Jenkins’ 2010 season only lasted five snaps, but on the first play of the year, Pouha was at nose tackle and Jenkins was at DE, perhaps an early indication of their intentions for the coming season. The play ended with a Pouha fumble recovery after a strip-sack by an unblocked Bryan Thomas. On that basis, I think it’s likely that they were going to move towards the Ravens blueprint and use Jenkins as a DE for the majority of the time.
When Ngata plays at DE for the Ravens, they use Kelly Gregg at nose tackle. Gregg is a less athletic and much smaller player, listed at 6-feet tall and 310-320 pounds, depending where you look. When I spoke to two of the analysts from PFF after the Jets opening day loss to the Ravens, they both remarked that DeVito’s build and skill set reminded them of Gregg and that they expected Ryan to eventually try to use him in the same way. DeVito is three inches taller than Gregg, but a similar size. Although he’s listed at 305 or 310 pounds, he obviously has the frame to add weight and may already have done so, because the Jets don’t often update their official weight listings. He definitely seems much bigger than he did when he first entered the league at 298.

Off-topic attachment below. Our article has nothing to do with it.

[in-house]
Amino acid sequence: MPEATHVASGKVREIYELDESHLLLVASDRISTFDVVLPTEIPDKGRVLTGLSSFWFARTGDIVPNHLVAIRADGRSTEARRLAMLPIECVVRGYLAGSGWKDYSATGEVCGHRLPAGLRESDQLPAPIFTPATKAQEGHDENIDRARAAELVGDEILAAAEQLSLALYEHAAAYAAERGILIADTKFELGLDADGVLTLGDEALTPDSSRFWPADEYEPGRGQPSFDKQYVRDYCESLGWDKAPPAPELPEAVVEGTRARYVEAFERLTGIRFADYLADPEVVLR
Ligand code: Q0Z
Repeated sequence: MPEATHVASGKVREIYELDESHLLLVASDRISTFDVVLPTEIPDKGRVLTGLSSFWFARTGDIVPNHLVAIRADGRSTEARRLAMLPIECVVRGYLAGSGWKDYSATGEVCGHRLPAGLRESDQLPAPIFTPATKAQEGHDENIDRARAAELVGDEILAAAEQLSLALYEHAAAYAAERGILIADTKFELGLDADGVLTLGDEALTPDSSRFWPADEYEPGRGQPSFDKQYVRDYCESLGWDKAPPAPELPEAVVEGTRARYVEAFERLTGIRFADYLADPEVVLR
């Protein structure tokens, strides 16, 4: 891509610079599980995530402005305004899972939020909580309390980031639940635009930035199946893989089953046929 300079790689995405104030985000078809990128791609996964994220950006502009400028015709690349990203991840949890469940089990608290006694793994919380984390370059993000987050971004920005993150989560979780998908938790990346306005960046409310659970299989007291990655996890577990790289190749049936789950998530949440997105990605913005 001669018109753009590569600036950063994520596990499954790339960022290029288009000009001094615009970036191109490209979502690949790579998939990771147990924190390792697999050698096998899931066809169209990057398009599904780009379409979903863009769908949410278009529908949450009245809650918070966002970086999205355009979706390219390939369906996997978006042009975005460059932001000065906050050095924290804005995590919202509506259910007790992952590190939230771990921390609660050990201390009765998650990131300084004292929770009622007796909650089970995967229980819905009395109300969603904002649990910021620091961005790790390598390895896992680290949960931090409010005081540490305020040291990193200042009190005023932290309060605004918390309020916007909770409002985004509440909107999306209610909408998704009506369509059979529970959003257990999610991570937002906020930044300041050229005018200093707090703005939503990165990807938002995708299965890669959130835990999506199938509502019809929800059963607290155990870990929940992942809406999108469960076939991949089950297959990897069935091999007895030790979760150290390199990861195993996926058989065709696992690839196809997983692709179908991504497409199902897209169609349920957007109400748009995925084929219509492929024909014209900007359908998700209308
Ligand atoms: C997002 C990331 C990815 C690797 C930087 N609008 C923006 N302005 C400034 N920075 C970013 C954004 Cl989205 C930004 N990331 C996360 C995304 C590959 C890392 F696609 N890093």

The concept makes sense. If two of your linemen are good at holding up at the point of attack, then putting the more dynamic of the two on the outside where they can shoot a gap puts them in position to make more impact plays. When that player is also huge, it also enables them to use their size to overpower a lineman. Especially in passing situations, the nose tackle is often double teamed and doesn’t get much of a chance to affect the play directly, so you might as well use a lineman that isn’t likely to pressure the quarterback anyway and instead let your more dominant player put additional pressure on the exterior of the line. Pass rushing from the nose tackle position is a thankless task that requires no nonsense, relentless effort, so it’s a role that could be ideal for a Kelly Gregg or Mike DeVito type.
After my discussion with the guys from PFF, I was interested to see whether the Jets experimented with this during the season. Of course, they had to re-think on the fly again with Jenkins suffering yet another season ending injury, but this was still something they toyed with, especially late in the year.
DeVito’s Reps at Nose Tackle
As the season began, the Jets were giving DeVito some reps at nose tackle, as they presumably had also been doing in 2009. He would only get the occasional rep there and never had more than four snaps at nose tackle in a game until the final week of the regular season. In the first two games, DeVito saw action at nose tackle in passing situations, with the likes of Shaun Ellis, Bryan Thomas and Jason Taylor at DE alongside him, taking the reps that were no doubt originally intended for Kris Jenkins and perhaps Ropati Pitoitua.